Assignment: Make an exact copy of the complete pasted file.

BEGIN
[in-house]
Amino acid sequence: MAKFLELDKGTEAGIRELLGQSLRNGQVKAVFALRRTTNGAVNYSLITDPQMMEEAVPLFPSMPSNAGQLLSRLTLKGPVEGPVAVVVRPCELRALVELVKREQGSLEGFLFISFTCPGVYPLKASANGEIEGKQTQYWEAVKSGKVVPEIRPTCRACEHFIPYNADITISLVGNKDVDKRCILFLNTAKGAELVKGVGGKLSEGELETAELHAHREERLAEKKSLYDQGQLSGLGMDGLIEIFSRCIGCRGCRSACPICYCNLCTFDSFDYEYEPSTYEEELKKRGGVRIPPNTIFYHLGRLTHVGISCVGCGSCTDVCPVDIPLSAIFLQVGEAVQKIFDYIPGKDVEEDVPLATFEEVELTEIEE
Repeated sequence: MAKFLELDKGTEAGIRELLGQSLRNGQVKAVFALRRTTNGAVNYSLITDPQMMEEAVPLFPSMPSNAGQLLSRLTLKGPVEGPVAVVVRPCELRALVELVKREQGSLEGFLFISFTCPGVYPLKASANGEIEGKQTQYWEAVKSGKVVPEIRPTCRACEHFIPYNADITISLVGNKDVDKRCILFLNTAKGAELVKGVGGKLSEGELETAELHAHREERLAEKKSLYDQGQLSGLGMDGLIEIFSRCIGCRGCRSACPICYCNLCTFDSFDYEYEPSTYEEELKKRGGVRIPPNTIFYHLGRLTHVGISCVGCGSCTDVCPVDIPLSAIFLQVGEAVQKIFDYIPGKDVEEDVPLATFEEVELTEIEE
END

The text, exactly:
[in-house]
Amino acid sequence: MAKFLELDKGTEAGIRELLGQSLRNGQVKAVFALRRTTNGAVNYSLITDPQMMEEAVPLFPSMPSNAGQLLSRLTLKGPVEGPVAVVVRPCELRALVELVKREQGSLEGFLFISFTCPGVYPLKASANGEIEGKQTQYWEAVKSGKVVPEIRPTCRACEHFIPYNADITISLVGNKDVDKRCILFLNTAKGAELVKGVGGKLSEGELETAELHAHREERLAEKKSLYDQGQLSGLGMDGLIEIFSRCIGCRGCRSACPICYCNLCTFDSFDYEYEPSTYEEELKKRGGVRIPPNTIFYHLGRLTHVGISCVGCGSCTDVCPVDIPLSAIFLQVGEAVQKIFDYIPGKDVEEDVPLATFEEVELTEIEE
Repeated sequence: MAKFLELDKGTEAGIRELLGQSLRNGQVKAVFALRRTTNGAVNYSLITDPQMMEEAVPLFPSMPSNAGQLLSRLTLKGPVEGPVAVVVRPCELRALVELVKREQGSLEGFLFISFTCPGVYPLKASANGEIEGKQTQYWEAVKSGKVVPEIRPTCRACEHFIPYNADITISLVGNKDVDKRCILFLNTAKGAELVKGVGGKLSEGELETAELHAHREERLAEKKSLYDQGQLSGLGMDGLIEIFSRCIGCRGCRSACPICYCNLCTFDSFDYEYEPSTYEEELKKRGGVRIPPNTIFYHLGRLTHVGISCVGCGSCTDVCPVDIPLSAIFLQVGEAVQKIFDYIPGKDVEEDVPLATFEEVELTEIEE